Anna Peterson ’25
On Feb. 2, comedian and writer Mohammed Amer performed a comedy routine and participated in a Q&A panel as the first Scripps Presents event of the semester. Recently renewed for a second season of his Netflix show Mo, Amer’s performances focus on his identity as a Palestinian refugee and his journey to American citizenship. He was raised in Houston as an Arab American, and his stories often center generational trauma and cultural displacement.
The event began with a brief acknowledgement that Scripps College is in the historical homeland of the Tongva people. Additionally, the speaker noted that Scripps College is aware of and recognizes “the painful history of genocide and colonization” in the area.
Following this announcement, the speaker invited Professor of Anthropology with a focus on Palestine, Lara Deeb, to the stage. As a first-generation U.S. citizen and Arab American, Deeb discussed her relationship to Amer’s work and the impact of positive Arab representation in popular media. Then, she described how Amer uses comedy to exhibit the harsh reality of discrimination and immigrant struggles. Concluding her opening statements, she invited Amer onto the stage.
The crowd erupted into applause as Amer made his way onto the platform. Once again, he introduced himself to the audience and addressed some central parts of his identity: refugee, Palestinian, and southern.
Amer began his stand-up with the framework of a post-9/11 America, where nationalism and anti-Arab efforts were at an all-time high. He affectionately joked about his family pushing him into the workforce at 15, where he worked at an Arab American owned flag store.
Following the attack on the twin towers, President Bush urged Americans to fly the U.S. flag and exhibit their unwavering patriotism. Amer laughed at the ironic aftermath of this call. The store sold over 10,000 U.S. flags after being flooded by America-loving Texans. Unknown to these customers, they purchased their flags from an Arab American-owned business.
When the original American flags ran out, Amer recalled selling 500 U.S. flags with the faces of John Wayne and Marilyn Monroe plastered over them. When these flags eventually ran out too, the customers even began to buy the Liberian flag, which shares a similar design to that of the United States. At this point, Amer had the audience in tears with universal laughter.
Then, the tone of his performance shifted. Amer explained that the owner had reserved an American flag for a late customer. This inconvenience required Amer to wait an additional three hours for the customer to show up.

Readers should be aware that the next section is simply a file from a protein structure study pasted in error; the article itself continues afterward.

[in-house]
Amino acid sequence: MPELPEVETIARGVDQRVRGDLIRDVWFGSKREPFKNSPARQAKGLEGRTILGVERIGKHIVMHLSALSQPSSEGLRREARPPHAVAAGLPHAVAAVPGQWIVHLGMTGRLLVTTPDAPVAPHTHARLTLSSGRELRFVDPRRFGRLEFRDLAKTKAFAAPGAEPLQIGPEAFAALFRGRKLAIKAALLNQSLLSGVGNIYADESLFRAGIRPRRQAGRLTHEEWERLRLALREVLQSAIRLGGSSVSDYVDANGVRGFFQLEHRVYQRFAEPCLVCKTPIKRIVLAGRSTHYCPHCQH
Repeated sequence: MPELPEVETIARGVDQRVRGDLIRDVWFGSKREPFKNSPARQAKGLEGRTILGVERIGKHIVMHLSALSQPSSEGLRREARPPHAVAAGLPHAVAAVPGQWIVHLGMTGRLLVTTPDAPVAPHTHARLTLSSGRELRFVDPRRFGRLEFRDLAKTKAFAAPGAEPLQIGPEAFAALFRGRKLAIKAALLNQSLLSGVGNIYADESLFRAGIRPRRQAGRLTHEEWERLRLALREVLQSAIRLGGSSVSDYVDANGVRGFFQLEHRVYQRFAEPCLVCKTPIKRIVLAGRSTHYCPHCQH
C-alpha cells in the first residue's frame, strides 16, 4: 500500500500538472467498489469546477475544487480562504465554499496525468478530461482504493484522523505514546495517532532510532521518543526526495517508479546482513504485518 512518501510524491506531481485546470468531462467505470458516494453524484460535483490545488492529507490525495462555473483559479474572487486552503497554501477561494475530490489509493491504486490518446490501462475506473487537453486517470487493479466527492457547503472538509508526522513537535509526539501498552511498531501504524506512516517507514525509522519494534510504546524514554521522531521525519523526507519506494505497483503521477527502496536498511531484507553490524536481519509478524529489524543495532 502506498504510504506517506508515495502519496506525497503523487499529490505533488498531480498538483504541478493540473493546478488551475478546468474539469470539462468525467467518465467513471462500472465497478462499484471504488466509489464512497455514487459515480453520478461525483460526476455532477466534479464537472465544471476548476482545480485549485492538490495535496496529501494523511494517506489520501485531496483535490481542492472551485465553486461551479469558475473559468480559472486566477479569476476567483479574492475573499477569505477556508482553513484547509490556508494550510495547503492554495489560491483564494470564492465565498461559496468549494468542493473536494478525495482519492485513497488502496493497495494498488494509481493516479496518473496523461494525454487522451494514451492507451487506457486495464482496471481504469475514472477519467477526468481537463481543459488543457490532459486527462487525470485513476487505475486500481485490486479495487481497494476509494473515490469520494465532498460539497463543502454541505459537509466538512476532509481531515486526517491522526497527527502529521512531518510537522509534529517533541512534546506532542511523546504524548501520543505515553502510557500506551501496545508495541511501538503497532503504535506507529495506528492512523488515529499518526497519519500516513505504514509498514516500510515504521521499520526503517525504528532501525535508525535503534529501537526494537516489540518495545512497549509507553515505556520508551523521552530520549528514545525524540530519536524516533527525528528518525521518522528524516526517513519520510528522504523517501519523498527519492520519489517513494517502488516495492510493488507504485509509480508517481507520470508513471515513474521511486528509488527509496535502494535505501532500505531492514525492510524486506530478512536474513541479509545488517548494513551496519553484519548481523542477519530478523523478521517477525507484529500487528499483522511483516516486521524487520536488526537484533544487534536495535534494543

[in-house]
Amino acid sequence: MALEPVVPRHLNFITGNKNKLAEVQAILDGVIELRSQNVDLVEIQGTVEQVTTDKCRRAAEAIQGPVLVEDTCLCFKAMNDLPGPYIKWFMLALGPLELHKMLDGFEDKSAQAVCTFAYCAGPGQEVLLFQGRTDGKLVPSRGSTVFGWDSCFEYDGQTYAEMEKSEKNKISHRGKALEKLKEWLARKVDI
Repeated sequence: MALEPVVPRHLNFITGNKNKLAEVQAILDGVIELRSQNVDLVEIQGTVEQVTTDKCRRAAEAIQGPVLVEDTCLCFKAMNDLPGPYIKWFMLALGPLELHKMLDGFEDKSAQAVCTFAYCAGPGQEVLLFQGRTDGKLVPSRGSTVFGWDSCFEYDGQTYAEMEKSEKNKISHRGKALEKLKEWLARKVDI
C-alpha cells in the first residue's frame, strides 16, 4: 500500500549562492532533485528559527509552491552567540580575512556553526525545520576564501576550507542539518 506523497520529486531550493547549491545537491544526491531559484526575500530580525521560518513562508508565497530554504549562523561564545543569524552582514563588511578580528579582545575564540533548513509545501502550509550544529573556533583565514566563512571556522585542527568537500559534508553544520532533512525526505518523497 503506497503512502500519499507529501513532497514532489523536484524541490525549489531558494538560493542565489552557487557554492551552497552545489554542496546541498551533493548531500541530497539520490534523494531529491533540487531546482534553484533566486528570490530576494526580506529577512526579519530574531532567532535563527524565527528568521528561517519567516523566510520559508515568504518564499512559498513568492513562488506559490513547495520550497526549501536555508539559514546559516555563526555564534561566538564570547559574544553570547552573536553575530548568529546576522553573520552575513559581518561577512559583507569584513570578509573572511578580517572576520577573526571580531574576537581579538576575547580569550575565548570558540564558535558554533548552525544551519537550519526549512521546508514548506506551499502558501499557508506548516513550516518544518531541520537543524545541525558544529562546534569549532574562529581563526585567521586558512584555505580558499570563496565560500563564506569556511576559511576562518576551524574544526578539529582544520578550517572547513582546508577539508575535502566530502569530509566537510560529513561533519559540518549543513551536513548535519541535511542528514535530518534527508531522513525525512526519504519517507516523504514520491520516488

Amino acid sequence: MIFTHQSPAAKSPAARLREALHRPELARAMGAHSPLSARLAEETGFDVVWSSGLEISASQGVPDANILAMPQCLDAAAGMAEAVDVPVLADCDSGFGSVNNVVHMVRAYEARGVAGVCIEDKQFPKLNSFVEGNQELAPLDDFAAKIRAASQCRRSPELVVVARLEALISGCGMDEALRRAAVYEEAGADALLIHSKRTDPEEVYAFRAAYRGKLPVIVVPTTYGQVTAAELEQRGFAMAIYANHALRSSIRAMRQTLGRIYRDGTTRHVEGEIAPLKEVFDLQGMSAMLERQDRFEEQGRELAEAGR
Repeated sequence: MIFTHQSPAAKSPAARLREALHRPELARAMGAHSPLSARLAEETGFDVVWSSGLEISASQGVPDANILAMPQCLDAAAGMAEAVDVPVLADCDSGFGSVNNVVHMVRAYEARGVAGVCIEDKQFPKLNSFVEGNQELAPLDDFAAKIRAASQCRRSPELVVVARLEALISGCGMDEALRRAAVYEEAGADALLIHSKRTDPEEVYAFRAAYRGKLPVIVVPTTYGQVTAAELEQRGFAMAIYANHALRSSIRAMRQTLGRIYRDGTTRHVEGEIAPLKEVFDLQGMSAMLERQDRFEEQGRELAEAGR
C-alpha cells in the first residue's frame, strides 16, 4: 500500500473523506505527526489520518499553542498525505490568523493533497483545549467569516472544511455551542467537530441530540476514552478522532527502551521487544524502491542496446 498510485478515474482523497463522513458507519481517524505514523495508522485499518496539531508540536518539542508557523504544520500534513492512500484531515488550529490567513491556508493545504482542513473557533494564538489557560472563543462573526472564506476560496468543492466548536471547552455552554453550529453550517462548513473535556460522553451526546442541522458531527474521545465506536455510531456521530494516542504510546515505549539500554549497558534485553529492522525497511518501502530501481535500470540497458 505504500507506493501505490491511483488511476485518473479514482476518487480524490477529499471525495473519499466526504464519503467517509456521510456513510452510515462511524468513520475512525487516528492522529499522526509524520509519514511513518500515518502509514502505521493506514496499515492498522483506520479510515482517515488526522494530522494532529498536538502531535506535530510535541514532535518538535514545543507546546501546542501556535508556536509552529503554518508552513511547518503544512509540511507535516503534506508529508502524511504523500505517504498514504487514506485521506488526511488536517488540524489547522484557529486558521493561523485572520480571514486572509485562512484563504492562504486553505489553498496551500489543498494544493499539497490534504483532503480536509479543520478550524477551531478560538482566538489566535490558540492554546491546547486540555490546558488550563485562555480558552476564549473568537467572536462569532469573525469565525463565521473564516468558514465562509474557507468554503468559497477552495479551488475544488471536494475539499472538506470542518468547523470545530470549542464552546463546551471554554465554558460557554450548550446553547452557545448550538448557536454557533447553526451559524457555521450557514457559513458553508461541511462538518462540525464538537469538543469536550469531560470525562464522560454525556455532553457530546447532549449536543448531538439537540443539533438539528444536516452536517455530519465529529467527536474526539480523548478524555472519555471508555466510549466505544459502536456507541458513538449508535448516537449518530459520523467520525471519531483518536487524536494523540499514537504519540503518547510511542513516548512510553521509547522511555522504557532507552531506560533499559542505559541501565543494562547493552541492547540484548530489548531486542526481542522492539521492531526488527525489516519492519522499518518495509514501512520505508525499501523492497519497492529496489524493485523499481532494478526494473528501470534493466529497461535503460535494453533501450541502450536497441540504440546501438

When he did, the customer noticed an Arabic prayer hanging behind Amer. He proceeded to call him a racial slur. The crowd was completely silent.
Amer described telling off the man, saying that the Arab American owner’s kindness is responsible for him reserving and selling the flag to him. Then, Amer broke the tension by offering the man a deal on the supposedly premium flag: $500. With this, he said he would throw in a beautiful wooden flag pole for only $300.
The man agreed to the price, and Amer described walking to the backroom to unscrew the mop handle. The entire room laughed hysterically.
The routine concluded after a mere 25 minutes and the Q&A panel began. Randy Lopez, a local figure in the Claremont community, sat with Amer to ask some general questions and those posed by students and fans.
Lopez inquired about Amer’s storytelling process and the path toward producing a show. Amer replied by describing how he imagined the scenes and listened to different songs until he found a perfect way to retell a specific memory.
He recounted writing the first episode of his show Mo after opening for Dave Chapelle. Chapelle prompted him to save the script for a television show instead of using it for his set.
Lopez then pulled a question from the community, asking Amer about political division in America. Amer replied by saying that he stands somewhere in the middle. He advocates for people to focus on our shared humanity rather than political beliefs.
As the panel came to a close around 8 p.m., a few audience members asked further questions about storytelling as an Arab-American, growing up with the Latinx community, and discrimination in the south. The event ended with a last question from the audience, and Amer thanked the audience for their time.
Image Source: Scripps Presents